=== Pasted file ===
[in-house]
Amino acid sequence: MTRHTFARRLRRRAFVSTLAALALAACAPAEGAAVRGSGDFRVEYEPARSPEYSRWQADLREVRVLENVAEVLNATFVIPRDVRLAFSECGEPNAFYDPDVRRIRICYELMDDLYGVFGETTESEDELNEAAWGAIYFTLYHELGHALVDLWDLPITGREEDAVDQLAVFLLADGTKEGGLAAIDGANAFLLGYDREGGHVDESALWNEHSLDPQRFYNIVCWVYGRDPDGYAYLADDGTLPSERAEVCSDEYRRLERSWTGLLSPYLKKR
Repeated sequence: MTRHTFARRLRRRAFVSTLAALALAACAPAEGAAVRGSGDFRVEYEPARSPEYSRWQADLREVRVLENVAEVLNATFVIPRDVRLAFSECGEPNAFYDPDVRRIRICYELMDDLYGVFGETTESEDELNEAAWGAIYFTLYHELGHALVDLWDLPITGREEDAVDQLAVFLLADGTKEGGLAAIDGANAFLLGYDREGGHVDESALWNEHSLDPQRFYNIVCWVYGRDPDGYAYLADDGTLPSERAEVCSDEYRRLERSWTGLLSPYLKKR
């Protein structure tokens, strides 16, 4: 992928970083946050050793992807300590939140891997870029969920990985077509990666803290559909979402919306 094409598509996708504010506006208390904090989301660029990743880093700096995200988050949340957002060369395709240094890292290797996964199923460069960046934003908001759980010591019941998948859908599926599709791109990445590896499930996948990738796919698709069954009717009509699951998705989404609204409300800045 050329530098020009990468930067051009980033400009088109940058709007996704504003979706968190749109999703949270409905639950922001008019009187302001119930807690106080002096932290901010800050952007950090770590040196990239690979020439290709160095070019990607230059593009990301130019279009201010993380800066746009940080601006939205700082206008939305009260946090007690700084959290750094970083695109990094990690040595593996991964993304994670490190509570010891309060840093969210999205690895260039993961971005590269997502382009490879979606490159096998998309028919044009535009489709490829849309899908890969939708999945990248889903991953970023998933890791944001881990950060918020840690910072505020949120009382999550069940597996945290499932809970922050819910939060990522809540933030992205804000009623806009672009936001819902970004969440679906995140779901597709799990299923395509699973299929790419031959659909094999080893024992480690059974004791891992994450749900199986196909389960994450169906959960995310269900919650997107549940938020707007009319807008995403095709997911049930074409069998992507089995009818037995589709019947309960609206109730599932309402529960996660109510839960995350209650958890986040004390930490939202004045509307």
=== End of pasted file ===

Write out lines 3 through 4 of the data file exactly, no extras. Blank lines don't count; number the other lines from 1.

Repeated sequence: MTRHTFARRLRRRAFVSTLAALALAACAPAEGAAVRGSGDFRVEYEPARSPEYSRWQADLREVRVLENVAEVLNATFVIPRDVRLAFSECGEPNAFYDPDVRRIRICYELMDDLYGVFGETTESEDELNEAAWGAIYFTLYHELGHALVDLWDLPITGREEDAVDQLAVFLLADGTKEGGLAAIDGANAFLLGYDREGGHVDESALWNEHSLDPQRFYNIVCWVYGRDPDGYAYLADDGTLPSERAEVCSDEYRRLERSWTGLLSPYLKKR
């Protein structure tokens, strides 16, 4: 992928970083946050050793992807300590939140891997870029969920990985077509990666803290559909979402919306 094409598509996708504010506006208390904090989301660029990743880093700096995200988050949340957002060369395709240094890292290797996964199923460069960046934003908001759980010591019941998948859908599926599709791109990445590896499930996948990738796919698709069954009717009509699951998705989404609204409300800045 050329530098020009990468930067051009980033400009088109940058709007996704504003979706968190749109999703949270409905639950922001008019009187302001119930807690106080002096932290901010800050952007950090770590040196990239690979020439290709160095070019990607230059593009990301130019279009201010993380800066746009940080601006939205700082206008939305009260946090007690700084959290750094970083695109990094990690040595593996991964993304994670490190509570010891309060840093969210999205690895260039993961971005590269997502382009490879979606490159096998998309028919044009535009489709490829849309899908890969939708999945990248889903991953970023998933890791944001881990950060918020840690910072505020949120009382999550069940597996945290499932809970922050819910939060990522809540933030992205804000009623806009672009936001819902970004969440679906995140779901597709799990299923395509699973299929790419031959659909094999080893024992480690059974004791891992994450749900199986196909389960994450169906959960995310269900919650997107549940938020707007009319807008995403095709997911049930074409069998992507089995009818037995589709019947309960609206109730599932309402529960996660109510839960995350209650958890986040004390930490939202004045509307």